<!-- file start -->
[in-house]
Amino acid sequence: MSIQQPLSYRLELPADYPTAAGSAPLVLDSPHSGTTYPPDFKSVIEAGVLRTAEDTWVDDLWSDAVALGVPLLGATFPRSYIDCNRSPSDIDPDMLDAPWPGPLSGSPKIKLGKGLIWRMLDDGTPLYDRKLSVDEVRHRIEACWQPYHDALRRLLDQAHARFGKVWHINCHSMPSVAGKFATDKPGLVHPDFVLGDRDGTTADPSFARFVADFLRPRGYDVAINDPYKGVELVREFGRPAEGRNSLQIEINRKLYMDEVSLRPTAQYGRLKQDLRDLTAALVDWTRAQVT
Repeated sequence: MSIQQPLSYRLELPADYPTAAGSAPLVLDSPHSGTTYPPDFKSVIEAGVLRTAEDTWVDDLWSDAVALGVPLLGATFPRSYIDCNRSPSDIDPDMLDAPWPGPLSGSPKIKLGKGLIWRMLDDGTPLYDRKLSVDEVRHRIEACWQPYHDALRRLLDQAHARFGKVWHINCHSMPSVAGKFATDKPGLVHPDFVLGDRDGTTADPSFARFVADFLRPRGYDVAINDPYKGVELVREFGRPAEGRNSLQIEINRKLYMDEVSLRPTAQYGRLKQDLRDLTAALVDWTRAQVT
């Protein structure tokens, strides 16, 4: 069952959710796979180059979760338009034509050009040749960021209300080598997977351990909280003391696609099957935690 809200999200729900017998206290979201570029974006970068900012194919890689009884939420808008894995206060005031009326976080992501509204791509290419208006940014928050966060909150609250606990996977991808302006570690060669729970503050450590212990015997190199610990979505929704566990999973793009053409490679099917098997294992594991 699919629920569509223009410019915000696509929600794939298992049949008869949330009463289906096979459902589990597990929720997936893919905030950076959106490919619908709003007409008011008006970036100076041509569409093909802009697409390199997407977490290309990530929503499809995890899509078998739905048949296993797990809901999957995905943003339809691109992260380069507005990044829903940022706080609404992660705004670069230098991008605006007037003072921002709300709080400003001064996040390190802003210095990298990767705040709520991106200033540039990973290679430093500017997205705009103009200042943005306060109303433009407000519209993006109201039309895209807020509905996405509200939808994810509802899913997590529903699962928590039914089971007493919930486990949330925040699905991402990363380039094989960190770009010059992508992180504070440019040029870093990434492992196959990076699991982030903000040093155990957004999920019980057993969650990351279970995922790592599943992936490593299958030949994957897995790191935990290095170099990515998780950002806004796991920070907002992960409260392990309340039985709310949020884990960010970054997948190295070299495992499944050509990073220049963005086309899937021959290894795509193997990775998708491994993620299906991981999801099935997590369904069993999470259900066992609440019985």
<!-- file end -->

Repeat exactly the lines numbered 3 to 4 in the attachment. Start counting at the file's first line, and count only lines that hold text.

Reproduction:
Repeated sequence: MSIQQPLSYRLELPADYPTAAGSAPLVLDSPHSGTTYPPDFKSVIEAGVLRTAEDTWVDDLWSDAVALGVPLLGATFPRSYIDCNRSPSDIDPDMLDAPWPGPLSGSPKIKLGKGLIWRMLDDGTPLYDRKLSVDEVRHRIEACWQPYHDALRRLLDQAHARFGKVWHINCHSMPSVAGKFATDKPGLVHPDFVLGDRDGTTADPSFARFVADFLRPRGYDVAINDPYKGVELVREFGRPAEGRNSLQIEINRKLYMDEVSLRPTAQYGRLKQDLRDLTAALVDWTRAQVT
């Protein structure tokens, strides 16, 4: 069952959710796979180059979760338009034509050009040749960021209300080598997977351990909280003391696609099957935690 809200999200729900017998206290979201570029974006970068900012194919890689009884939420808008894995206060005031009326976080992501509204791509290419208006940014928050966060909150609250606990996977991808302006570690060669729970503050450590212990015997190199610990979505929704566990999973793009053409490679099917098997294992594991 699919629920569509223009410019915000696509929600794939298992049949008869949330009463289906096979459902589990597990929720997936893919905030950076959106490919619908709003007409008011008006970036100076041509569409093909802009697409390199997407977490290309990530929503499809995890899509078998739905048949296993797990809901999957995905943003339809691109992260380069507005990044829903940022706080609404992660705004670069230098991008605006007037003072921002709300709080400003001064996040390190802003210095990298990767705040709520991106200033540039990973290679430093500017997205705009103009200042943005306060109303433009407000519209993006109201039309895209807020509905996405509200939808994810509802899913997590529903699962928590039914089971007493919930486990949330925040699905991402990363380039094989960190770009010059992508992180504070440019040029870093990434492992196959990076699991982030903000040093155990957004999920019980057993969650990351279970995922790592599943992936490593299958030949994957897995790191935990290095170099990515998780950002806004796991920070907002992960409260392990309340039985709310949020884990960010970054997948190295070299495992499944050509990073220049963005086309899937021959290894795509193997990775998708491994993620299906991981999801099935997590369904069993999470259900066992609440019985």